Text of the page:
Winter meetings start on Monday, and the Red Sox are looking to go after the former Royals closer in Greg Holland. He did not pitch last year due to Tommy John surgery, and before that, while playing injured, saw a decrease in his fastball velocity. When healthy, Holland is a shut down closer, and will have to wait and see what the market and health looks like for Holland this winter.
The White Sox are shuffling their rotation for the upcoming doubleheader, pushing Lucas Giolito's start to Tuesday while giving Fulmer the Game 2 nod. Fulmer left his most recent start at Triple-A with a leg cramp, but it appears to be a non-issue heading into Monday. Fulmer, a former first-round selection, has not appeared at the big league level this season and has a troubling 5.61 ERA over 24 starts at Triple-A this season.
Bellinger came up nursing his ankle after catching a flyball in the sixth inning, and while his was able to finish the frame, the Dodgers decided to play it safe and pinch-hit for him in the top of the seventh. He was 0-for-2 with a strikeout before Yasiel Puig subbed in for him. The severity of the injury should become clearer once he is further evaluated following Saturday's game, but this would be a huge blow for the Dodgers if the young phenom is forced to miss extended time, as he has slashed .275/.357/.616 with 34 homers in 100 games since his callup earlier in the season.
The White Sox shuffled their rotation for their upcoming doubleheader Monday and will use Carlos Rodon and Carson Fulmer for the twin bill. As such, Giolito will have to wait one extra day to make his first big league appearance of 2017. Giolito's shine as a top-tier prospect was worn off somewhat since 2016, but the 23-year-old will have a chance to finish the season strong once he joins the White Sox rotation Tuesday. He is coming off his best stretch of the season at Triple-A Charlotte, firing a 1.74 ERA with a 1.16 WHIP over his last five starts (31.0 IP).
It's unclear what Murphy is dealing with at this point, but it's worth noting that he missed a couple games last week due to hip discomfort. More should be known following the conclusion of Saturday's game. In the meantime, Howie Kendrick will slide to second base to take his place, opening a spot in the outfield for Andrew Stevenson to start.
Although Bird is closing in on his much-anticipated return to the Yankees after a lengthy rehab from an ankle injury, the club won't rush him back until he's fully ready. With that, Bird might not be back with the Yankees until next weekend's series against the Mariners. The Yankees figure to continue platooning Chase Headley, Todd Frazier, and Tyler Austin at first base until Bird's ready to return.
This is apparently the first time he has played in the outfield since he was nine years old, so it seems like a long shot that he would prove competent enough out there on defense to justify sticking there long term. Most importantly, Park is a 31-year-old who has been a league average hitter (100 wRC+) with 10 home runs and a 30.1 percent strikeout rate at Triple-A, so he is simply not hitting enough to realistically profile at any corner spot.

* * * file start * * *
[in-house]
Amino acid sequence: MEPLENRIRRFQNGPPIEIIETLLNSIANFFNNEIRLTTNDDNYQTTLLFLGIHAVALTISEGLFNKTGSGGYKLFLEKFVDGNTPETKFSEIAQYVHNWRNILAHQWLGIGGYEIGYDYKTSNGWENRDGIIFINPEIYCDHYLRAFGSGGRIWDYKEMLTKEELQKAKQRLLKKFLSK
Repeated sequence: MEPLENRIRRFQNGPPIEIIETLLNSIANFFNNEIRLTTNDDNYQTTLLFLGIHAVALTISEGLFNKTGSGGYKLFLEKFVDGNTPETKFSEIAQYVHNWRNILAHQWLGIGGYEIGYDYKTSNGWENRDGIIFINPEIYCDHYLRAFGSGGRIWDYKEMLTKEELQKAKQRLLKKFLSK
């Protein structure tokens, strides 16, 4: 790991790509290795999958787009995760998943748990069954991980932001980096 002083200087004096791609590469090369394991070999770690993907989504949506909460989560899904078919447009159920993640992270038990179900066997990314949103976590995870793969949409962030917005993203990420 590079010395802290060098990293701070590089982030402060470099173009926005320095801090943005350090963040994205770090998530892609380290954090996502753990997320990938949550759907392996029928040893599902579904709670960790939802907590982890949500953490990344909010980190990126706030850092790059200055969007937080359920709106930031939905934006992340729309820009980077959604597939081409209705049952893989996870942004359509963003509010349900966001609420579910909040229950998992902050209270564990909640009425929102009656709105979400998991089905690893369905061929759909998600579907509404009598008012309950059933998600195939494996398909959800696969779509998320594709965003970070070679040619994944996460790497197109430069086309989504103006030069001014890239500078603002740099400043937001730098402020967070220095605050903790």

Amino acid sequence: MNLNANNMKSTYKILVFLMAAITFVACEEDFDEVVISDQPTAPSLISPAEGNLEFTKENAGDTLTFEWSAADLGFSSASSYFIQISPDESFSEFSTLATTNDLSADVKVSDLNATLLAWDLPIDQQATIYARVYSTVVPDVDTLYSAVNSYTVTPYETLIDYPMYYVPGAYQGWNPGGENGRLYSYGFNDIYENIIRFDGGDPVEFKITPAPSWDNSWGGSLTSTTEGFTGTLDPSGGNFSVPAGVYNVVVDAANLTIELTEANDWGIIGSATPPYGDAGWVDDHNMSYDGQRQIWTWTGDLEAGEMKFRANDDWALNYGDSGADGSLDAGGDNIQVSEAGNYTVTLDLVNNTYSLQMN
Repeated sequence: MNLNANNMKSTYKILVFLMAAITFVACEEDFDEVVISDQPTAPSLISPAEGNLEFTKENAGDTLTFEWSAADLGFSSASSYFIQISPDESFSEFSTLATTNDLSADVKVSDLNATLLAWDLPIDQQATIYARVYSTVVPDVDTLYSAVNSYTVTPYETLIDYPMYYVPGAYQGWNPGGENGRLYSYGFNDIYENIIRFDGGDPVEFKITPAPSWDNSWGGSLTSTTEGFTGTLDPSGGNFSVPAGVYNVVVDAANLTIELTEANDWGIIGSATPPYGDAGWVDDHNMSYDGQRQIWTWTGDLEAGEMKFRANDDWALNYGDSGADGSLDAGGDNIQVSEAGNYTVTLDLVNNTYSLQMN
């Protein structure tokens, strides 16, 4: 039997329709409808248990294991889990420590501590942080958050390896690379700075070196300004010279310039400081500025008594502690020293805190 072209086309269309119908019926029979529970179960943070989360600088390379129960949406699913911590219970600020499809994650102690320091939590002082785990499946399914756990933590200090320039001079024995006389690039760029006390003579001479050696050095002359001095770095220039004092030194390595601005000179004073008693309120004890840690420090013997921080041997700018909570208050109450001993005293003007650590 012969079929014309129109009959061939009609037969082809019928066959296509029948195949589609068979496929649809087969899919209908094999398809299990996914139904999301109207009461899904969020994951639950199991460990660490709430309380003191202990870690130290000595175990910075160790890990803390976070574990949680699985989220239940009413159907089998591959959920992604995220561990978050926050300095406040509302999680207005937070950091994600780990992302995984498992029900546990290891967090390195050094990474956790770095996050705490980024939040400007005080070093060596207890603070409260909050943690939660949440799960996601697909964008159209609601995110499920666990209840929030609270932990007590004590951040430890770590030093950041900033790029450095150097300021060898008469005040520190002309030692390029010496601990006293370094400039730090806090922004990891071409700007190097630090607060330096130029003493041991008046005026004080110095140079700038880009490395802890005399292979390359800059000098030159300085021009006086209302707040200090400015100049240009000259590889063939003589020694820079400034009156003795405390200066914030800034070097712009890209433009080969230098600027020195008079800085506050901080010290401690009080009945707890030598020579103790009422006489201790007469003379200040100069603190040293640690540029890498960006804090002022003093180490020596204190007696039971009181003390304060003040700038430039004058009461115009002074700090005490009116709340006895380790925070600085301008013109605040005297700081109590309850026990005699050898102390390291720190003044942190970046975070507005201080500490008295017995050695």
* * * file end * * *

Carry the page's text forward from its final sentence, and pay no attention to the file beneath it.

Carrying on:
As expected, Ray will rejoin the big-league rotation for the upcoming series against the Mets after spending the entire month of August on the concussion DL. He struck out 11 batters through 4.2 innings during his only minor-league rehab start, flashing the impressive stuff he displayed with the Diamondbacks before being struck in the head by a liner last month. Ray sports a healthy 3.11 ERA and 151:58 K:BB through 118.2 innings (20 starts) this season, and he should be immediately deployed in all formats.
It remains to be seen whether he will start the day game or the night game, but Melville will get the ball Monday, and could conceivably stick in the rotation after that start, as the Twins only have four starting pitchers locked in going forward. Dillon Gee will start the other half of the doubleheader, so the fifth spot in the rotation could come down to which of those two impresses. Melville is almost 28 years old and has made just two big-league starts in his career, so he is hardly a prospect. He is also on his fourth organization. That said, he has a 2.70 ERA, 1.07 WHIP and 64 strikeouts in 66.2 innings this year with Triple-A Rochester, so he has certainly earned this opportunity.
It remains to be seen whether he will start the day game or the night game, but Gee will get the ball Monday, and could conceivably stick in the rotation after that start, as the Twins only have four starting pitchers locked in going forward. Tim Melville will start the other half of the doubleheader, so the fifth spot in the rotation could come down to which of those two impresses. Gee gave up four runs over 3.1 innings in his only other start this year and posted a 5.55 ERA in 14 starts in 2016, so he should be avoided for now in most formats.
Joseph has struggled over his last five starts -- going just 1-for-19 (.053) with a walk -- so he'll get the day off to clear his head. Jorge Alfaro is starting at first base in his stead, batting sixth.
Apparently, Chris Tillman, who was recently moved to the bullpen, could start Sunday's game if he is not used out of the bullpen Saturday. It is unclear if this means the Orioles might be moving Miley to the bullpen or just adding a sixth starter for this turn in the rotation. Miley has a 7.44 ERA, 1.93 WHIP and 58 strikeouts over his last 65.1 innings. If Tillman is used in relief Saturday, it would seem that Miley would still be in line for Sunday's start.
Difo has started the last 22 games at shortstop, slashing .310/.356/.440 with two homers and three stolen bases over that stretch, so he'll head to the bench for a much deserved breather Saturday. In his place, Adrian Sanchez is starting at shortstop and batting second.
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